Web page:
The president has been seething as he watches round-the-clock cable news coverage. Trump recently vented to an associate that Carter Page, a one-time Trump campaign adviser, keeps appearing on television even though he and Trump have no significant relationship.


President Trump arrives at the White House after a trip to Newport News, Virginia, to visit a new aircraft carrier on March 2nd. — Photograph: Bill O'Leary/The Washington Post.
President Trump arrives at the White House after a trip to Newport News, Virginia, to visit a new aircraft carrier on March 2nd.
 — Photograph: Bill O'Leary/The Washington Post.


Stories from Breitbart News, the incendiary conservative website, have been circulated at the White House's highest levels in recent days, including one story where talk-radio host Mark Levin accused the Obama administration of mounting a “silent coup,” according to several officials.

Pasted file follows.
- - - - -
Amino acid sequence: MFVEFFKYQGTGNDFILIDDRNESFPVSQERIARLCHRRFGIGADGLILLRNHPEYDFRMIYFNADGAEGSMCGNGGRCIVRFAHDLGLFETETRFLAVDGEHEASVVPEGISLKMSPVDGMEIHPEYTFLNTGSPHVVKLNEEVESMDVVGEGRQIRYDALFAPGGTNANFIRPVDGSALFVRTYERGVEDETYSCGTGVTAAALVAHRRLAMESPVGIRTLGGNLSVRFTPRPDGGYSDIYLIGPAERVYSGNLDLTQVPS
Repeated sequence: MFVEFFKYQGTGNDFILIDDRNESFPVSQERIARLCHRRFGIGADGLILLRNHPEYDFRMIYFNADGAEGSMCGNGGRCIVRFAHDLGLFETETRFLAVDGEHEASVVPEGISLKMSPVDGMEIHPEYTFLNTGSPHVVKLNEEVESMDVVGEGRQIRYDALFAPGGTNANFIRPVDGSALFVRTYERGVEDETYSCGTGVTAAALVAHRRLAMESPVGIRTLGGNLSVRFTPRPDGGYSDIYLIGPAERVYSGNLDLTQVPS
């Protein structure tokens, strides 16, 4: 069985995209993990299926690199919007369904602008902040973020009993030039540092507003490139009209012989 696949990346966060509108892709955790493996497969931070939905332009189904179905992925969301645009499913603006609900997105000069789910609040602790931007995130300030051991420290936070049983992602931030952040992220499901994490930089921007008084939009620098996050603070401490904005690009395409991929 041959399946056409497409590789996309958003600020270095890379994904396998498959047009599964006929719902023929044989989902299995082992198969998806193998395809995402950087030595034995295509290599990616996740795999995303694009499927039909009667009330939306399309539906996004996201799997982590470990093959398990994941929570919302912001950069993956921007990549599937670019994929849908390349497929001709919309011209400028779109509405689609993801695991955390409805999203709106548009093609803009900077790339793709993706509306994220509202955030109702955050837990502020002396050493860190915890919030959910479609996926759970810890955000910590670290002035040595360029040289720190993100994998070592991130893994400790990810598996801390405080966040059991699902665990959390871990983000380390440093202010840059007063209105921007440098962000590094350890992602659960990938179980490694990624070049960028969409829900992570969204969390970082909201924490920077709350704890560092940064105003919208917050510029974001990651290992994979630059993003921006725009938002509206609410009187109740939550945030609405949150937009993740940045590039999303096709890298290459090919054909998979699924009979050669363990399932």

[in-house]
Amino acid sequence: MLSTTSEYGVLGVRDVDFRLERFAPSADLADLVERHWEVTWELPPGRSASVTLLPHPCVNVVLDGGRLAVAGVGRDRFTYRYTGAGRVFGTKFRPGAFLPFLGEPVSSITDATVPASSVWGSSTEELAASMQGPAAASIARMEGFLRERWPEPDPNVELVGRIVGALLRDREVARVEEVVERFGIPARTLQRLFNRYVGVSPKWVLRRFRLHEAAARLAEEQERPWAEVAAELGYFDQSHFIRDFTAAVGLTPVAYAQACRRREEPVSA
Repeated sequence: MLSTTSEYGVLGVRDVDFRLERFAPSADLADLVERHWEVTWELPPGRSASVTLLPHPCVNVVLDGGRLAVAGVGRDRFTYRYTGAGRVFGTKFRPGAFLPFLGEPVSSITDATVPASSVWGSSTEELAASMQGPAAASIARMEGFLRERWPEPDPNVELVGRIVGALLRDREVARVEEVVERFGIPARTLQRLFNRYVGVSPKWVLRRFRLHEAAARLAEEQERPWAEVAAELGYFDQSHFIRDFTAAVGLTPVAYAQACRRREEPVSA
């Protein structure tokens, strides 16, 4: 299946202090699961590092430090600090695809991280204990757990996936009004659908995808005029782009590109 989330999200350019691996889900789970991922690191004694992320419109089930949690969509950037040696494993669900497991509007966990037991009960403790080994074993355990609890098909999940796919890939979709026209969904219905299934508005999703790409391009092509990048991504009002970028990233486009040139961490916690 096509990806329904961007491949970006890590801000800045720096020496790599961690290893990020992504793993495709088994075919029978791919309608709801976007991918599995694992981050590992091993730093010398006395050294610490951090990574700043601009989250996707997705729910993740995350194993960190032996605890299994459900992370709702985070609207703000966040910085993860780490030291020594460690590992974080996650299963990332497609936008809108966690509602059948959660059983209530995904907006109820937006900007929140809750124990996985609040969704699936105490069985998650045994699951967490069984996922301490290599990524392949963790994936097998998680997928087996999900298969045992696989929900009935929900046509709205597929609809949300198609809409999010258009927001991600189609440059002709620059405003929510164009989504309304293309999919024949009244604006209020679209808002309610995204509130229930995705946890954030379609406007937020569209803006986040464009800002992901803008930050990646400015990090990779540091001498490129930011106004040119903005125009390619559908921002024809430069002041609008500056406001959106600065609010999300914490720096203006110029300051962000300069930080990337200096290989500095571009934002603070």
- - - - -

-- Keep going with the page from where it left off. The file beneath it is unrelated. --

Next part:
Stephen K. Bannon, the White House chief strategist who once ran Breitbart, has spoken with Trump at length about his view that the “deep state” is a direct threat to his presidency.

Advisers pointed to Bannon's frequent closed-door guidance on the topic and Trump's agreement as a fundamental way of understanding the president's behavior and his willingness to confront the intelligence community — and said that when Bannon spoke recently about the “deconstruction of the administrative state”, he was also alluding to his aim of rupturing the intelligence community and its influence on the U.S. national security and foreign policy consensus.

Bannon's view is shared by some top Republicans.

“It's not paranoia at all when it's actually happening. It's leak after leak after leak from the bureaucrats in the [intelligence community] and former Obama administration officials — and it's very real,” said Representative Devin Nunes (Republican-California), the chairman of the House Intelligence Committee. “The White House is absolutely concerned and is trying to figure out a systemic way to address what's happening.”